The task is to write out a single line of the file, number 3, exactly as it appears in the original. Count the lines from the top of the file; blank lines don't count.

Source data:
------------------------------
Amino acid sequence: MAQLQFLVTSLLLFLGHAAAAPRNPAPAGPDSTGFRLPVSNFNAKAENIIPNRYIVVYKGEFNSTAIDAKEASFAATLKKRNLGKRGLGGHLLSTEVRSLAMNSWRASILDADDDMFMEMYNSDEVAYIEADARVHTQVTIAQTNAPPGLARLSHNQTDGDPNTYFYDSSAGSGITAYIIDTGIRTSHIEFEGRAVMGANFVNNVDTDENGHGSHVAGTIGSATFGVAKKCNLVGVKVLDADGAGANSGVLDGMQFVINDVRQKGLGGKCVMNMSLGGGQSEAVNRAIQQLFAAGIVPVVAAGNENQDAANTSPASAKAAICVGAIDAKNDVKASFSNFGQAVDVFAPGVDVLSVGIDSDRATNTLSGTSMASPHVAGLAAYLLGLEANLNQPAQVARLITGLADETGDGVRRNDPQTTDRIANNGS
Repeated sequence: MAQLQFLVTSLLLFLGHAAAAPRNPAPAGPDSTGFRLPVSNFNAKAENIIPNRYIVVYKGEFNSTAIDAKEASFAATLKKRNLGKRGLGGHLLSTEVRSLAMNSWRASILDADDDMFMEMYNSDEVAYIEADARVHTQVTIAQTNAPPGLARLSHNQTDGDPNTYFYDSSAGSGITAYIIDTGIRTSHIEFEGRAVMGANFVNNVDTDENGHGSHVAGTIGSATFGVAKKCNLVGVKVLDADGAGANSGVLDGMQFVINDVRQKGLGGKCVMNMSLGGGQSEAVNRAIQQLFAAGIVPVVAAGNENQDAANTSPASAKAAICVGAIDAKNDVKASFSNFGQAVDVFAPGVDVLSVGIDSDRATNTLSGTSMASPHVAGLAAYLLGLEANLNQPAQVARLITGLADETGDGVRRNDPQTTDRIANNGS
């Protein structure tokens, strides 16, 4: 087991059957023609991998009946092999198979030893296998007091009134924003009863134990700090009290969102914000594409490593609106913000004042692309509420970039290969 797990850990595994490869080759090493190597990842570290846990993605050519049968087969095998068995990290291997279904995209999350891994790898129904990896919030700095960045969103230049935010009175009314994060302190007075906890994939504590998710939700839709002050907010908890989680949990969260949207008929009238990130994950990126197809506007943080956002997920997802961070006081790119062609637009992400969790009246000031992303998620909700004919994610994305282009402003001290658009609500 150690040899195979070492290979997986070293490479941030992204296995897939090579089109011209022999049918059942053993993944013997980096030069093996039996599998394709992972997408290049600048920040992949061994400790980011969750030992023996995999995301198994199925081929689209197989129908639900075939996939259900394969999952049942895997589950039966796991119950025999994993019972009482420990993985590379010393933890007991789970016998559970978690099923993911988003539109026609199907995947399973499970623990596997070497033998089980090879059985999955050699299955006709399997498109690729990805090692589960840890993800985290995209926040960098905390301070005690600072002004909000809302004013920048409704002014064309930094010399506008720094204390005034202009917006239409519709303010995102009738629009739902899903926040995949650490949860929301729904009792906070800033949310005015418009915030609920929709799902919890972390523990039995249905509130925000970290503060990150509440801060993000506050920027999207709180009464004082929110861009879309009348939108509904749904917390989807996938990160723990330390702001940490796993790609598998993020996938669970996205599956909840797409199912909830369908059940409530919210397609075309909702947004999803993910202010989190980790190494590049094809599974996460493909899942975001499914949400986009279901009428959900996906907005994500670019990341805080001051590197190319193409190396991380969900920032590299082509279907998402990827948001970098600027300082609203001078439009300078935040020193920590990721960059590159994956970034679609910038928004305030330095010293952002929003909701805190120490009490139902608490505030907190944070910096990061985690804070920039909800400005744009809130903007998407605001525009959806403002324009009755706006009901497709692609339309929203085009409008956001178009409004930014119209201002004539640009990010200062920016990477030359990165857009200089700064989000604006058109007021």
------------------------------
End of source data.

């Protein structure tokens, strides 16, 4: 087991059957023609991998009946092999198979030893296998007091009134924003009863134990700090009290969102914000594409490593609106913000004042692309509420970039290969 797990850990595994490869080759090493190597990842570290846990993605050519049968087969095998068995990290291997279904995209999350891994790898129904990896919030700095960045969103230049935010009175009314994060302190007075906890994939504590998710939700839709002050907010908890989680949990969260949207008929009238990130994950990126197809506007943080956002997920997802961070006081790119062609637009992400969790009246000031992303998620909700004919994610994305282009402003001290658009609500 150690040899195979070492290979997986070293490479941030992204296995897939090579089109011209022999049918059942053993993944013997980096030069093996039996599998394709992972997408290049600048920040992949061994400790980011969750030992023996995999995301198994199925081929689209197989129908639900075939996939259900394969999952049942895997589950039966796991119950025999994993019972009482420990993985590379010393933890007991789970016998559970978690099923993911988003539109026609199907995947399973499970623990596997070497033998089980090879059985999955050699299955006709399997498109690729990805090692589960840890993800985290995209926040960098905390301070005690600072002004909000809302004013920048409704002014064309930094010399506008720094204390005034202009917006239409519709303010995102009738629009739902899903926040995949650490949860929301729904009792906070800033949310005015418009915030609920929709799902919890972390523990039995249905509130925000970290503060990150509440801060993000506050920027999207709180009464004082929110861009879309009348939108509904749904917390989807996938990160723990330390702001940490796993790609598998993020996938669970996205599956909840797409199912909830369908059940409530919210397609075309909702947004999803993910202010989190980790190494590049094809599974996460493909899942975001499914949400986009279901009428959900996906907005994500670019990341805080001051590197190319193409190396991380969900920032590299082509279907998402990827948001970098600027300082609203001078439009300078935040020193920590990721960059590159994956970034679609910038928004305030330095010293952002929003909701805190120490009490139902608490505030907190944070910096990061985690804070920039909800400005744009809130903007998407605001525009959806403002324009009755706006009901497709692609339309929203085009409008956001178009409004930014119209201002004539640009990010200062920016990477030359990165857009200089700064989000604006058109007021």